Edited by Vani Rao
Oil Prices Jittery After Iran Nuclear Deal Announcement
Oil prices plummeted after the announcement of a nuclear deal between the world powers and Iran. The UN Security Council along with Germany and Iran have struck a six-month interim agreement, in which Iran will limit its nuclear program in exchange for an easing of international sanctions that will provide Iran with $6-7 billion of relief on some sectors including precious metals. Reacting to this development, the Brent crude fell nearly $3 per barrel, but it soon bounced back to its previous level of $110.96 by the end of the session on Monday. However, the news of easing the sanctions on Iran had little impact on West Texas Intermediate, the US benchmark crude. It fell just 66 cents since the agreement was announced.
Industry experts perceive this trend to be more of a knee jerk reaction from the markets. As details emerge, we have tried to analyse how the deal impacts the oil prices future.
The US Government insists that sanctions on Iran’s oil and banking sectors remain in place and that the international community will “continue to enforce these sanctions vigorously.” These sanctions have been successful in squeezing Iranian exports, which have fallen from 2.5 million barrels per day (bpd) in 2012 to 715,000 bpd to date , a loss of nearly 2% of the world crude output. Iran will still be “be held” to sell only upto one million bpd in sales. This may not be a significant change, but it will result in Iran’s exports declining further at least for the time being.
On another note, under the accord, the Obama administration will ease pressure on allies to continue cutting their purchases. In recent years, the US has been pressurizing countries such as China, India, and Japan to stop buying oil from Iran, which could result in a huge inventory pile up, thereby lowering oil prices.
The amount of oil that Iran can sell is not the only factor that affects the price. Markets tend to get jittery on the prospects of a conflict in the Middle East, thereby impacting the political risk premium. When Iran threatened to block the Strait of Hormuz, it was estimated that the oil prices represented a risk premium of $20 per barrel. However, there are chances that oil prices could fall in the days and weeks to come.
There will be some sort of peacemaking during at least the next six months, during which the US and the rest of the P5+1 group of nations will negotiate with what the White House refers to as a “long-term, comprehensive solution that addresses all of the international community’s concerns.”
Considering the above-mentioned reasons, the current interim deal isn’t likely to shift the global oil markets all that much. However, the deal will have a far-reaching impact if Iran really agrees to scale back its nuclear program dramatically and the US and Europe ease back most existing sanctions.
On the other hand, Iran could add an additional one million bpd of oil in the world market, enough to offset all the expected growth in oil demand for 2014.
Given the complexity of the oil markets, the Organization of the Petroleum Exporting Countries (OPEC) could well scale back its own production in response to the growing Iranian oil sales. In order to fund the expansion and fuel growth of OPEC nations, it is beneficial for many of the oil producing nations to keep the oil prices high. OPEC nations also prefer to adjust capacity as per the demand, which is now stretched thanks to the high demand. On the other hand, the demand for oil could reduce if Iranian oil starts flooding the market, creating a glut.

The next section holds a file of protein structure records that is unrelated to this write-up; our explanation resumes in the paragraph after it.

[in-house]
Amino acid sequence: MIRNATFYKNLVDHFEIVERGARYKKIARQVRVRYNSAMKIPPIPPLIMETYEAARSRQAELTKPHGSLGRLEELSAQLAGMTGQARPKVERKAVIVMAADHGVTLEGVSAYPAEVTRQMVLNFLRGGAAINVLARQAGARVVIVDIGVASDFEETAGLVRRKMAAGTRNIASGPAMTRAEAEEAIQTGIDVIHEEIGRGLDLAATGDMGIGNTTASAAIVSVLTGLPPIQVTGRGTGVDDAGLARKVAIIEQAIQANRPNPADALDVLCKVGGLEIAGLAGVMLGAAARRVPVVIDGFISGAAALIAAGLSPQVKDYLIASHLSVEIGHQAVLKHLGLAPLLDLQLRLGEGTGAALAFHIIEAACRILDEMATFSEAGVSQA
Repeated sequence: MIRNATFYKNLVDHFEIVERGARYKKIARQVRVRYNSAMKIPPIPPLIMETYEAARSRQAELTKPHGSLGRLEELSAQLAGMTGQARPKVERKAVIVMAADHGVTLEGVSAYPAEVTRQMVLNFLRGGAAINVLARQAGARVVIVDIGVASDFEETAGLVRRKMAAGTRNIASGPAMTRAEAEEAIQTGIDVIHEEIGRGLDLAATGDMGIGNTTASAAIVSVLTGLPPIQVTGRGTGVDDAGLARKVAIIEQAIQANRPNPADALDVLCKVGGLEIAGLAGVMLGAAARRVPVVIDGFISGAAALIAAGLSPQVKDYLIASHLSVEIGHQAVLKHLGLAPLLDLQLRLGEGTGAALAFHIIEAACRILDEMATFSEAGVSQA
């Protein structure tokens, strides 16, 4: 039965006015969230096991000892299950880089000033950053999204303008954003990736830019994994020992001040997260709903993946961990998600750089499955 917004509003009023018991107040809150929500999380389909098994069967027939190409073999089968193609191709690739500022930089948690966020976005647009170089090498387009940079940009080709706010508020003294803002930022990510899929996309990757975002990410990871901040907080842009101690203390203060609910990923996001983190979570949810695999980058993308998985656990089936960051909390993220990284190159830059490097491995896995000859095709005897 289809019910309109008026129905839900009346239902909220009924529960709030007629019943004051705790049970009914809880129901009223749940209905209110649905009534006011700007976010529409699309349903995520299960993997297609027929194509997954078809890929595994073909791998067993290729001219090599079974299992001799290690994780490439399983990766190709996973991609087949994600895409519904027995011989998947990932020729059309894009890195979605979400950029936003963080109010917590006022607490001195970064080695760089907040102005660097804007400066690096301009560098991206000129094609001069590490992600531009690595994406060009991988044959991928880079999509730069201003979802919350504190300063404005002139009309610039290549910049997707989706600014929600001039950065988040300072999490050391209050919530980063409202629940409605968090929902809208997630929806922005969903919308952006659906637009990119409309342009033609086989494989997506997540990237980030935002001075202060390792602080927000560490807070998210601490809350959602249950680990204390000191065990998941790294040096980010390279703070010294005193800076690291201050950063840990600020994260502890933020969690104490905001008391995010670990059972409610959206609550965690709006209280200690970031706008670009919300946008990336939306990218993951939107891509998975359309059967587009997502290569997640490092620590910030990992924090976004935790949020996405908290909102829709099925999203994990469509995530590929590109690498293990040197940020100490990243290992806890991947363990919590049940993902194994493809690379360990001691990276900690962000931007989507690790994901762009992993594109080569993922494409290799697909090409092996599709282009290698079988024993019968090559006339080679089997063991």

This interim deal makes the chances of a long-term deal more likely, so traders will naturally price in marginally higher exports from Iran in the next six months or so. That could soften oil prices even more.
Iran has huge oil reserves, and with substantial global investments, it can produce more than three million bpd of oil. Some of the international oil and gas companies have invested a huge amount of funds in the Kurdish region of Iraq, finding ample amount of reserves that can be used for a longer period of time. Given sufficient investment in drilling and infrastructure, there are ample oil reserves in Iraq and Iran to add another five million bpd to global oil supplies within 10 years. In addition to those two, there remains roughly one million bpd of Libyan production offline due to continued unrest. Nigeria too has at least 250,000 bpd shut in. If these political and security problems are resolved today, the world oil supply would exceed the demand.
OILonomics for the US
The great renaissance in oil and gas for the US has coincided with sanctions on Iran and the unrest in the Middle East. In the long run, the easing of sanctions against Iran spells trouble for the economics of the tight oil plays that have sprung up across the US in recent years. Given the high drilling costs and steep decline rates, oil fields will only be financially viable if the oil prices increase or remain at the current level. If crude oil benchmarks were to fall to $75 a barrel and remain at that level for a couple months, it will spell trouble for drilling rigs across the country. The US onshore oil industry has been one of the brightest spots in America’s economic recovery. However, it could become a victim of its own politics.
A comprehensive deal seems very farfetched, given that there are plenty of reasons to be sceptical about the implementation of the current deal. Iran has to abide by the terms of the deal over the next six months. And the US has to sell the deal to key allies, which is not an easy task.
We still don’t know how much the current six-month deal will actually affect the global oil markets. The impact might be fairly limited for now, since there are plenty of speculations about the US-Iran agreement. In theory, it is believed that any sort of detente between the US and Iran should ease pressure on oil prices.